For Khrushchev–for my boomer generation–for hundreds of millions of people all over the world–the Disney name has been shorthand for American popular culture at its most grassroots. So when, in 1995, the company that inherited that name produced a TV special endorsing UFO reality, it’s possible to see this as the high-water mark of the UFOs’ penetration of our culture, the closest they’ve come to moving into the mainstream.
Or was it? The hour-long show (counting commercials), its full name “Alien Encounters From New Tomorrowland,” deserves a closer look.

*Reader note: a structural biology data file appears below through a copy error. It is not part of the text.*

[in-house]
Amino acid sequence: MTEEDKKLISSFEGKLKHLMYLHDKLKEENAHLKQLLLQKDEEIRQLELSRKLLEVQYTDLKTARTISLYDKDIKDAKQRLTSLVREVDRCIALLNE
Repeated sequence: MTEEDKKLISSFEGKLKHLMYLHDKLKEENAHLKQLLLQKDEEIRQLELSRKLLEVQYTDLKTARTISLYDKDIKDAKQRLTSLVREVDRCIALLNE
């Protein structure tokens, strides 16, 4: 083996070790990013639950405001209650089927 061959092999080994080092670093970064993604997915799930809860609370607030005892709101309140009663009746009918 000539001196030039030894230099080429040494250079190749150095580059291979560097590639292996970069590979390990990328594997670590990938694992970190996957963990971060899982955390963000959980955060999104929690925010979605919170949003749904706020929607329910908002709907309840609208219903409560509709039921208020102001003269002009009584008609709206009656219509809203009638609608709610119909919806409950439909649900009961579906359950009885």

Easy enough to find it on Youtube. At over 200,000 views on one site since February 2013, it’s very possible that more people have seen it in the past few years than ever saw it when it was first released. Reliable details about it are a good deal harder to find. The websites that speak of it usually don’t make their sources clear, and it’s possible they may be copying misinformation from one another.
The program was never shown nationally. An article from the Orlando Sentinel of May 3, 1995–reproduced among the useful compendium of sources at http://ufologie.patrickgross.org/htm/disneyce.htm–claims that it was “broadcast locally on WOFL-Channel 35 in Lake Mary [just north of Orlando] on March 18″ but “attracted little attention from the public, perhaps because it ran at midnight.” Other websites speak of local showings in five US cities, on different dates in February and March 1995.
Afterward it was supposedly “pulled,” whatever that means.